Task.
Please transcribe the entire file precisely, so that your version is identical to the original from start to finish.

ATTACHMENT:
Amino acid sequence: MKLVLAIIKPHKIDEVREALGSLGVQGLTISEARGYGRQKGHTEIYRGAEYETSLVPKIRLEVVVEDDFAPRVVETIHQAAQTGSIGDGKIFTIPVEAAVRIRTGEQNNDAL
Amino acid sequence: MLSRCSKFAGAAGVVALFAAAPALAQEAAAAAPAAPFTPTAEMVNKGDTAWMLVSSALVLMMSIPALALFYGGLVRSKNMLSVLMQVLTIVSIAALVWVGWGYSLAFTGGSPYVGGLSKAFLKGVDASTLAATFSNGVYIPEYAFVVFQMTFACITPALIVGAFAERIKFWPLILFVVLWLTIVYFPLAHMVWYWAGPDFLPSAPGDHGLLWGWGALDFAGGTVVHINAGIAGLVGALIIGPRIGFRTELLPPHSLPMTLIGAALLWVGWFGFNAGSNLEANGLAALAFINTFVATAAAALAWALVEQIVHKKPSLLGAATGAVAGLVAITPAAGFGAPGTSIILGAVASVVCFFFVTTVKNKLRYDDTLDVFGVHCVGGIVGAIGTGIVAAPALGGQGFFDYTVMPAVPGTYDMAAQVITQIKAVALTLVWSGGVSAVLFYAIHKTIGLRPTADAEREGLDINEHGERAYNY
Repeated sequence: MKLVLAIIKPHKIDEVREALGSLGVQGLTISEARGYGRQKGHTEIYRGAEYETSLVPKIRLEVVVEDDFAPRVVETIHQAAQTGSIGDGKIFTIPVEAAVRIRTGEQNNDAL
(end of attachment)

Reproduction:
Amino acid sequence: MKLVLAIIKPHKIDEVREALGSLGVQGLTISEARGYGRQKGHTEIYRGAEYETSLVPKIRLEVVVEDDFAPRVVETIHQAAQTGSIGDGKIFTIPVEAAVRIRTGEQNNDAL
Amino acid sequence: MLSRCSKFAGAAGVVALFAAAPALAQEAAAAAPAAPFTPTAEMVNKGDTAWMLVSSALVLMMSIPALALFYGGLVRSKNMLSVLMQVLTIVSIAALVWVGWGYSLAFTGGSPYVGGLSKAFLKGVDASTLAATFSNGVYIPEYAFVVFQMTFACITPALIVGAFAERIKFWPLILFVVLWLTIVYFPLAHMVWYWAGPDFLPSAPGDHGLLWGWGALDFAGGTVVHINAGIAGLVGALIIGPRIGFRTELLPPHSLPMTLIGAALLWVGWFGFNAGSNLEANGLAALAFINTFVATAAAALAWALVEQIVHKKPSLLGAATGAVAGLVAITPAAGFGAPGTSIILGAVASVVCFFFVTTVKNKLRYDDTLDVFGVHCVGGIVGAIGTGIVAAPALGGQGFFDYTVMPAVPGTYDMAAQVITQIKAVALTLVWSGGVSAVLFYAIHKTIGLRPTADAEREGLDINEHGERAYNY
Repeated sequence: MKLVLAIIKPHKIDEVREALGSLGVQGLTISEARGYGRQKGHTEIYRGAEYETSLVPKIRLEVVVEDDFAPRVVETIHQAAQTGSIGDGKIFTIPVEAAVRIRTGEQNNDAL